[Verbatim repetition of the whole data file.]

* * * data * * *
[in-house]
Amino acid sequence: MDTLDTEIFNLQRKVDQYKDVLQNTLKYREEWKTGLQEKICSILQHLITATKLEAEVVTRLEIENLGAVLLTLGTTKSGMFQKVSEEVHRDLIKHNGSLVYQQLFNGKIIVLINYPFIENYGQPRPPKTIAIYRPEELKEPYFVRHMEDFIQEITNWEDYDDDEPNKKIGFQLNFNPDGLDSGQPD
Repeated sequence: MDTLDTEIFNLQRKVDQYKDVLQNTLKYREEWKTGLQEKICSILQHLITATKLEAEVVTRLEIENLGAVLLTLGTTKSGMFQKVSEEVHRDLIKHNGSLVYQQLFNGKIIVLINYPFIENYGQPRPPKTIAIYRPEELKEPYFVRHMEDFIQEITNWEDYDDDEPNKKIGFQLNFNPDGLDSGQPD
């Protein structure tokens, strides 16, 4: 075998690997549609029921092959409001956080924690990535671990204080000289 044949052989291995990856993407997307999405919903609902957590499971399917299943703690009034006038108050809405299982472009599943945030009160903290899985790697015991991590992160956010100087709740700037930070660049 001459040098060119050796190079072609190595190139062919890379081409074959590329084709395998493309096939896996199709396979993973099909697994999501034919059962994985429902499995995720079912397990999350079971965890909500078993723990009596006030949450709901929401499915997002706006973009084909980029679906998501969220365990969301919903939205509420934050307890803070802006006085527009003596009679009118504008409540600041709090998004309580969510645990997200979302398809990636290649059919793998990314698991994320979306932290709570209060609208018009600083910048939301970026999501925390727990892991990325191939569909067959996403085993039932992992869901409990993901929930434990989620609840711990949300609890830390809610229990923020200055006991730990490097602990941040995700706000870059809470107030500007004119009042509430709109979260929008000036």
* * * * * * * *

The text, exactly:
[in-house]
Amino acid sequence: MDTLDTEIFNLQRKVDQYKDVLQNTLKYREEWKTGLQEKICSILQHLITATKLEAEVVTRLEIENLGAVLLTLGTTKSGMFQKVSEEVHRDLIKHNGSLVYQQLFNGKIIVLINYPFIENYGQPRPPKTIAIYRPEELKEPYFVRHMEDFIQEITNWEDYDDDEPNKKIGFQLNFNPDGLDSGQPD
Repeated sequence: MDTLDTEIFNLQRKVDQYKDVLQNTLKYREEWKTGLQEKICSILQHLITATKLEAEVVTRLEIENLGAVLLTLGTTKSGMFQKVSEEVHRDLIKHNGSLVYQQLFNGKIIVLINYPFIENYGQPRPPKTIAIYRPEELKEPYFVRHMEDFIQEITNWEDYDDDEPNKKIGFQLNFNPDGLDSGQPD
């Protein structure tokens, strides 16, 4: 075998690997549609029921092959409001956080924690990535671990204080000289 044949052989291995990856993407997307999405919903609902957590499971399917299943703690009034006038108050809405299982472009599943945030009160903290899985790697015991991590992160956010100087709740700037930070660049 001459040098060119050796190079072609190595190139062919890379081409074959590329084709395998493309096939896996199709396979993973099909697994999501034919059962994985429902499995995720079912397990999350079971965890909500078993723990009596006030949450709901929401499915997002706006973009084909980029679906998501969220365990969301919903939205509420934050307890803070802006006085527009003596009679009118504008409540600041709090998004309580969510645990997200979302398809990636290649059919793998990314698991994320979306932290709570209060609208018009600083910048939301970026999501925390727990892991990325191939569909067959996403085993039932992992869901409990993901929930434990989620609840711990949300609890830390809610229990923020200055006991730990490097602990941040995700706000870059809470107030500007004119009042509430709109979260929008000036």